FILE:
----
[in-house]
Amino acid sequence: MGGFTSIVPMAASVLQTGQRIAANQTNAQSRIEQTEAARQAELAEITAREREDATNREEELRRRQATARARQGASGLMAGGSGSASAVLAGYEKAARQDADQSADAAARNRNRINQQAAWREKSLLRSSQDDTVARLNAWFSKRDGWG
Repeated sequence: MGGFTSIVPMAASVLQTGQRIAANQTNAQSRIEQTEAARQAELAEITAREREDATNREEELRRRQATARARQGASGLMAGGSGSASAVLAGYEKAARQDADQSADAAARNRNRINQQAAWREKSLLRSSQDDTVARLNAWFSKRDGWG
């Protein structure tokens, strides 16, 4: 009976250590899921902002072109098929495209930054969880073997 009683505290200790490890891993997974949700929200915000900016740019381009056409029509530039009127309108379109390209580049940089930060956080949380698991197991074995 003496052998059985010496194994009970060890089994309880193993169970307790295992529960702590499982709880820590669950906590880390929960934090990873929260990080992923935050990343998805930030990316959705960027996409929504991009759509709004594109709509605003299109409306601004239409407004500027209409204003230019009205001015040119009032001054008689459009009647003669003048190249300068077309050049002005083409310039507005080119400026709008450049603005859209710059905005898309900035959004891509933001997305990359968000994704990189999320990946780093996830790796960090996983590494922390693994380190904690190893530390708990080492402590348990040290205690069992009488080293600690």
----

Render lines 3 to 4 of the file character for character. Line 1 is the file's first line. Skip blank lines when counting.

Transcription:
Repeated sequence: MGGFTSIVPMAASVLQTGQRIAANQTNAQSRIEQTEAARQAELAEITAREREDATNREEELRRRQATARARQGASGLMAGGSGSASAVLAGYEKAARQDADQSADAAARNRNRINQQAAWREKSLLRSSQDDTVARLNAWFSKRDGWG
């Protein structure tokens, strides 16, 4: 009976250590899921902002072109098929495209930054969880073997 009683505290200790490890891993997974949700929200915000900016740019381009056409029509530039009127309108379109390209580049940089930060956080949380698991197991074995 003496052998059985010496194994009970060890089994309880193993169970307790295992529960702590499982709880820590669950906590880390929960934090990873929260990080992923935050990343998805930030990316959705960027996409929504991009759509709004594109709509605003299109409306601004239409407004500027209409204003230019009205001015040119009032001054008689459009009647003669003048190249300068077309050049002005083409310039507005080119400026709008450049603005859209710059905005898309900035959004891509933001997305990359968000994704990189999320990946780093996830790796960090996983590494922390693994380190904690190893530390708990080492402590348990040290205690069992009488080293600690």